The ICO recently turned down a request by the Identity and Passport Service to use the ID card scheme to test drive Privacy Impact Assessments (PIAs) - a new method for guaranteeing that government ID projects don't trample citizens' right to privacy. It was refused, SearchSecurity UK can reveal, because the ID card project was considered too long in the tooth to do a proper privacy audit.
By submitting your email address, you agree to receive emails regarding relevant topic offers from TechTarget and its partners. You can withdraw your consent at any time. Contact TechTarget at 275 Grove Street, Newton, MA.
Jonathan Bamford, deputy information commissioner, said that he had refused to allow the ID scheme to pilot the PIA methodology when he was approached unofficially by the Home Office in the summer. "It's not appropriate to use the Identity Scheme as a test bed for the privacy impact assessment because it's too far developed," he said.
It would have been a public relations coup for the Passport Service if they could have accompanied the ICO's launch of PIAs with the revelation that the ID scheme had been checked and cleared for take-off.
When the IPS approached the ICO over the matter before the summer recess, the IPS was getting demonstrably concerned about privacy. The request coincided with the launch of a £10 million, three-year research project with the DTI and Engineering and Physical Sciences Research Council to decide "how to balance the potentially intrusive nature of identity services and network security with users' expectations of privacy and consent."
SearchSecurity UK understands that even before the IPS requested first dibs at a PIA, it had already run two of its own in-house, small-scale tests of PIAs in an attempt to prepare the plans for a public airing. This exercise had led the IPS to reconsider the method by which it collected information for its controversial data trail (otherwise known misleadingly as an audit trail).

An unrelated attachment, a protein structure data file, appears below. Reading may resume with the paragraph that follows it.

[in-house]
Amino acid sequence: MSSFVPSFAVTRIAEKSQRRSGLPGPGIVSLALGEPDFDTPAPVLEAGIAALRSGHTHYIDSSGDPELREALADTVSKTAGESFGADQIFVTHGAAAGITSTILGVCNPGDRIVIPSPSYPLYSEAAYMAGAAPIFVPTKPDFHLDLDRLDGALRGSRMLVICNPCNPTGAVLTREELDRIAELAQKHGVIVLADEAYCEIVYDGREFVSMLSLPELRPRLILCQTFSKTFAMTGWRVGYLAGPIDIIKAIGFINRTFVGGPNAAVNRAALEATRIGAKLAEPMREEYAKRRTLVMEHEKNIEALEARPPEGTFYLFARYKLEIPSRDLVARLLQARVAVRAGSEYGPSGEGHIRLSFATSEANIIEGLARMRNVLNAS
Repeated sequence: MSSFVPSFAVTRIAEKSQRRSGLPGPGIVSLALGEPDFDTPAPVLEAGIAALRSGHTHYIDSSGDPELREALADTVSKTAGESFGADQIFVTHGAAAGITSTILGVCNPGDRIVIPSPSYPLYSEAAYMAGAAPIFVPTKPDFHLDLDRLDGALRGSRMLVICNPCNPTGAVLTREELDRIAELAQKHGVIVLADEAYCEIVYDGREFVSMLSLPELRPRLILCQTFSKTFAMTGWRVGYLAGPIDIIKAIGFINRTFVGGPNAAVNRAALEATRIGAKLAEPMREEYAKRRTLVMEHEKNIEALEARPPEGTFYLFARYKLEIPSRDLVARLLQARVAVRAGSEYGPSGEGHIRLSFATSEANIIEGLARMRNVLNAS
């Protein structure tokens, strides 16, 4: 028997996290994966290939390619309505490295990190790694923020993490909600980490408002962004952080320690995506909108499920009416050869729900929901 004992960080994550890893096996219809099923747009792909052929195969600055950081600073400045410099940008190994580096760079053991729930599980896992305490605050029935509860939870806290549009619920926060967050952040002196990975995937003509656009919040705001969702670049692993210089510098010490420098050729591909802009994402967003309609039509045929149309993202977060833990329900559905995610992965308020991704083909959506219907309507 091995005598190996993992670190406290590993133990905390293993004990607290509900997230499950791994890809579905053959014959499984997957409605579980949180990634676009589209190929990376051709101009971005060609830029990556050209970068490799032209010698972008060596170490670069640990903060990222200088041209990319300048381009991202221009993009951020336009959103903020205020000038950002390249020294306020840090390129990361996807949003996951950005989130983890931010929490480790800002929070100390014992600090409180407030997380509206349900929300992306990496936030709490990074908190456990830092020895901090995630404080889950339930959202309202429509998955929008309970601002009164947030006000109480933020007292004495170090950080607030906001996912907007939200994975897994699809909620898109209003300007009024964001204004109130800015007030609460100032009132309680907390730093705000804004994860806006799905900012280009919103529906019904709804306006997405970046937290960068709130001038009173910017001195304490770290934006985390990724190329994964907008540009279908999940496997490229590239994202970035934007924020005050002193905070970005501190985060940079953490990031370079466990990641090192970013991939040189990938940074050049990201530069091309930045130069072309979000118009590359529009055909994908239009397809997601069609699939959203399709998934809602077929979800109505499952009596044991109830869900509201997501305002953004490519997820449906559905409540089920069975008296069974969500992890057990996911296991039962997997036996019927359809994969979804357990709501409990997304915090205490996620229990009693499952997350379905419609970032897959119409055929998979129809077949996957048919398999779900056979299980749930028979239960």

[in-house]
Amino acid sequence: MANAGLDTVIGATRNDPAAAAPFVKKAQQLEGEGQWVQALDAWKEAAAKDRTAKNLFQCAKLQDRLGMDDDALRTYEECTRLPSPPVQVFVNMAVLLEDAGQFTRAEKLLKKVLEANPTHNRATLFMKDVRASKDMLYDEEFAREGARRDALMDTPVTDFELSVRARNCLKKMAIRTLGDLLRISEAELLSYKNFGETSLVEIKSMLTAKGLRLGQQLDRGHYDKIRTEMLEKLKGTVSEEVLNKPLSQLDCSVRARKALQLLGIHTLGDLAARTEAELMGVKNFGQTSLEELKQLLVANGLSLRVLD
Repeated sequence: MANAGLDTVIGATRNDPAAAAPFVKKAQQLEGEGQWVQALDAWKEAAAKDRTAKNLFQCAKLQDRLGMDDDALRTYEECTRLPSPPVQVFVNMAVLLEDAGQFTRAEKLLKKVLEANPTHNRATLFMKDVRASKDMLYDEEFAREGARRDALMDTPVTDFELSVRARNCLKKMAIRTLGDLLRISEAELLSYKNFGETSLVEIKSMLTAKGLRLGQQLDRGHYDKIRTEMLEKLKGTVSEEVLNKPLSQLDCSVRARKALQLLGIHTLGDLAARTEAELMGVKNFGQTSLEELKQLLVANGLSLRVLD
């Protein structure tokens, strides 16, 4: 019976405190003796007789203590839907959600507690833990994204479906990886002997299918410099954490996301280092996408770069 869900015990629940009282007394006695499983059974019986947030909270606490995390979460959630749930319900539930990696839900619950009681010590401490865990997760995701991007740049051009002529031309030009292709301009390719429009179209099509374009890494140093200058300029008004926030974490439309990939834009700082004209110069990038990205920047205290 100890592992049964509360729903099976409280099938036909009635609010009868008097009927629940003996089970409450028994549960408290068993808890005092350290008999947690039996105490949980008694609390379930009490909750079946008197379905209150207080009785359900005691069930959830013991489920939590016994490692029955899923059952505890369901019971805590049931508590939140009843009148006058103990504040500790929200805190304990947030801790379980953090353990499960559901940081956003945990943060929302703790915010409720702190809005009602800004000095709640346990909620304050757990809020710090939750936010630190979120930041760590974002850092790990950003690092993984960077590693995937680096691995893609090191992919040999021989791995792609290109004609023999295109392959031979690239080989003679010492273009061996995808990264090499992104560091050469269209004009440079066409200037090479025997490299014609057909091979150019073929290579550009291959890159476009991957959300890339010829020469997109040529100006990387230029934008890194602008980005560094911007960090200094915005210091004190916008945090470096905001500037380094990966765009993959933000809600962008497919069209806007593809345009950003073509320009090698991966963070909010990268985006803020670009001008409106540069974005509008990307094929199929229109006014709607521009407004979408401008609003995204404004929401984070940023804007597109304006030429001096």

The data trail is a record of every time a person uses their ID card, whether that be to travel, buy alcohol, access a public service, or prove their identity for any one of the likely burgeoning number of private services that it is thought will start demanding to see them.
The test PIAs had led it to look again at how much information it should store about each ID transaction and how long it was kept. At the IPS privacy forum in the summer, Bamford complained that he had made repeated requests since the scheme's inception that the IPS conduct a proper PIA and share it with his office.
At the same forum, Duncan Hine, the IPS' director of integrity, said the data trail would be implemented because it would be useful for police intelligence. Yet it is not certain that the data trail would have survived a full PIA.
Information Commissioner Richard Thomas told the Home Affairs Committee in December: "Data minimisation is a key principle associated with data protection and keeping this massive database with records of every time the card is swiped through a terminal would be distinctly unattractive and would, I think, increase the risks which might occur."
SearchSecurity UK also understands that the IPS' test PIAs considered only whether the system would comply with the Data Protection Act. Yet the ICO has advised that such a test is not enough.
"PIAs are not simply legal compliance checks motivated by the question: 'If we did X, would we be in compliance with the law and the fair information principles upon which the law is based?'," said the ICO's PIA backgrounder. It should use privacy concepts "beyond those entailed in data protection legislation."
A PIA, according to the ICO, ought to ask the most fundamental questions that a project team can face: whether it should be done in the first place or whether its aims could be achieved by other means. They should also be integral, "rather than seen as add-ons". They should also be "transparent and accountable", which are principles that were designed out of the legislation from the outset.